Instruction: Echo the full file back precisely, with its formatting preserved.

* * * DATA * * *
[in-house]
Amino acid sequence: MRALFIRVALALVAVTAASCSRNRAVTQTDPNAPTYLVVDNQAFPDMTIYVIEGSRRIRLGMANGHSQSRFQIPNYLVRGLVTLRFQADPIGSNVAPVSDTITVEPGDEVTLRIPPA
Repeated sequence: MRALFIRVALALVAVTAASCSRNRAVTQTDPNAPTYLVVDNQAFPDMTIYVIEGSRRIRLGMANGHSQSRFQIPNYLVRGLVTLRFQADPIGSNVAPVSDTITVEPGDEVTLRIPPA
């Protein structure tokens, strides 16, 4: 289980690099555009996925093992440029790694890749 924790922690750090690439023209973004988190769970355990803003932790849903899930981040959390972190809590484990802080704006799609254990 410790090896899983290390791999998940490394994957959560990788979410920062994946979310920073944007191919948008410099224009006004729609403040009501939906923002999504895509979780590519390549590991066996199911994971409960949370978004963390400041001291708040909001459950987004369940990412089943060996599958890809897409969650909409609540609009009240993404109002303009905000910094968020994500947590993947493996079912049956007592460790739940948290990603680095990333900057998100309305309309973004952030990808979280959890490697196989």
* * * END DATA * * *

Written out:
[in-house]
Amino acid sequence: MRALFIRVALALVAVTAASCSRNRAVTQTDPNAPTYLVVDNQAFPDMTIYVIEGSRRIRLGMANGHSQSRFQIPNYLVRGLVTLRFQADPIGSNVAPVSDTITVEPGDEVTLRIPPA
Repeated sequence: MRALFIRVALALVAVTAASCSRNRAVTQTDPNAPTYLVVDNQAFPDMTIYVIEGSRRIRLGMANGHSQSRFQIPNYLVRGLVTLRFQADPIGSNVAPVSDTITVEPGDEVTLRIPPA
């Protein structure tokens, strides 16, 4: 289980690099555009996925093992440029790694890749 924790922690750090690439023209973004988190769970355990803003932790849903899930981040959390972190809590484990802080704006799609254990 410790090896899983290390791999998940490394994957959560990788979410920062994946979310920073944007191919948008410099224009006004729609403040009501939906923002999504895509979780590519390549590991066996199911994971409960949370978004963390400041001291708040909001459950987004369940990412089943060996599958890809897409969650909409609540609009009240993404109002303009905000910094968020994500947590993947493996079912049956007592460790739940948290990603680095990333900057998100309305309309973004952030990808979280959890490697196989």